inventory of cases involving the officers to determine if those cases
were compromised and, if so, to seek the dismissal of charges.

“We’re getting a list of pending cases together. We’re working
on an inventory of our clients who are in the predicament they are in
because of these three officers,” said Assistant Public Defender Scott
Slonim, a supervisor in the Rolling Meadows branch courthouse, where
most criminal cases out of Schaumburg are heard.

Slonim said one defendant in a pending case, whom he did not
name, has an upcoming hearing at which “I’m confident that the State’s
Attorney’s Office will do the right thing. The credibility of those
officers will not stand up in court.”

Also today, Schaumburg Village Manager Ken Fritz released a new
statement the village is disappointed in the officers and reiterating
that the village will cooperate with authorities.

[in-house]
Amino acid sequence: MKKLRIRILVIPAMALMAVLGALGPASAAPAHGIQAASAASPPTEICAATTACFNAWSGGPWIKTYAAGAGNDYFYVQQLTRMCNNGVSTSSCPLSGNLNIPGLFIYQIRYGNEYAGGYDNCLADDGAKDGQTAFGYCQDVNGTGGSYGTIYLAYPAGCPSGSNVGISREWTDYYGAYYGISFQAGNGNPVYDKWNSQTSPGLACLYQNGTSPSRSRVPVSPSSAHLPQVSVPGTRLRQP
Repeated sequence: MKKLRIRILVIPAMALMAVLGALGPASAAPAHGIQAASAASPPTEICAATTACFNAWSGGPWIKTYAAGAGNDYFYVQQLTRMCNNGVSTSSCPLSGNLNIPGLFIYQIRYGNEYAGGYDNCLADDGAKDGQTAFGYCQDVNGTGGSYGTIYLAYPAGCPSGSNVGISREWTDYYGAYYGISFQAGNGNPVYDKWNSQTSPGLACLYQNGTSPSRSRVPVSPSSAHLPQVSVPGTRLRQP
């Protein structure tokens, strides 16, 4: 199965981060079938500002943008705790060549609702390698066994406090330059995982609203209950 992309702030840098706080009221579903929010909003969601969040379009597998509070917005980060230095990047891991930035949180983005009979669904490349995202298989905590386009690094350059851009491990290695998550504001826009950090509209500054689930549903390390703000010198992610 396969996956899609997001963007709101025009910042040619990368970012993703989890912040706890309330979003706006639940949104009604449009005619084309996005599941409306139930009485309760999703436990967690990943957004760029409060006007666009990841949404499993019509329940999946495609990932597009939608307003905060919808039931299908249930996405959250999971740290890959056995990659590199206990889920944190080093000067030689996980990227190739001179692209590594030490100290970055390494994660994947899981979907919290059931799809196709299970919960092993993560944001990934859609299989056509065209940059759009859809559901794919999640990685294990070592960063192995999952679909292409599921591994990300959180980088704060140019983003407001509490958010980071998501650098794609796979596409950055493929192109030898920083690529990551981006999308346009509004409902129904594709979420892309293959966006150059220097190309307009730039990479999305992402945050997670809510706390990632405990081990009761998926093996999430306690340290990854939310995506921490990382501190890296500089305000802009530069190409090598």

“The Village of Schaumburg fully supports efforts to prosecute
these officers to the fullest extent under the law,” the statement said.
It added that the village took immediate steps to place the men on
leave when officials learned Wednesday of their arrests and will seek to
have them terminated if the allegations prove true.

Relatives and neighbors of Hudak expressed shock at his arrests.

Hudak’s uncle, Michael Magazzine of Ohio, said he didn’t believe
his nephew would be capable of the crimes prosecutors are alleging.
Magazzine said Hudak grew up in the Cleveland-area and the uncle said he
still sometimes sees his nephews at holidays.

“He’s a good kid. I changed his diaper,” Magazzine said.“I can’t see him selling (drugs). … That’s not the man I know.”

Howard Bean, Hudak’s neighbor in Algonquin, said he had “nothing
but good things to say about” Hudak and his wife. “He’s a good man, a
good father, he’s been a good neighbor.”

Howard’s wife Arlene said she has baby sat for the Hudaks’ two young children.

Christy Gutowski is a Tribune reporter. Clifford Ward is a
freelance reporter. Tribune reporter Jonathan Bullington and freelance
reporters George Houde and Amanda Marrazzo contributed.,0,2751112.story

Left to right: Nicole Brehm, 44, John Cichy, 30, Matthew Hudak, 29, and Terrance O'Brien, 47.